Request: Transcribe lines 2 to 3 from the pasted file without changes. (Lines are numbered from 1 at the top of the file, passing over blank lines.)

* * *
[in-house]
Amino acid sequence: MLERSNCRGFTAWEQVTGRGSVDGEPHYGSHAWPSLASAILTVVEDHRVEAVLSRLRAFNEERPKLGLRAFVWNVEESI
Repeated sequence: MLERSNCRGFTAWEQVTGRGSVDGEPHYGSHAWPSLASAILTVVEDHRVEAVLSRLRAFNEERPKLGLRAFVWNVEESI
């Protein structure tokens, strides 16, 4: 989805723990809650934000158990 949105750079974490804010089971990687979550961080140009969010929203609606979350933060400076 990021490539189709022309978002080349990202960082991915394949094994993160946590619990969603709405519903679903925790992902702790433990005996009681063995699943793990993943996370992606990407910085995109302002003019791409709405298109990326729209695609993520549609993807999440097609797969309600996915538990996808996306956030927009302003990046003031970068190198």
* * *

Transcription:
Amino acid sequence: MLERSNCRGFTAWEQVTGRGSVDGEPHYGSHAWPSLASAILTVVEDHRVEAVLSRLRAFNEERPKLGLRAFVWNVEESI
Repeated sequence: MLERSNCRGFTAWEQVTGRGSVDGEPHYGSHAWPSLASAILTVVEDHRVEAVLSRLRAFNEERPKLGLRAFVWNVEESI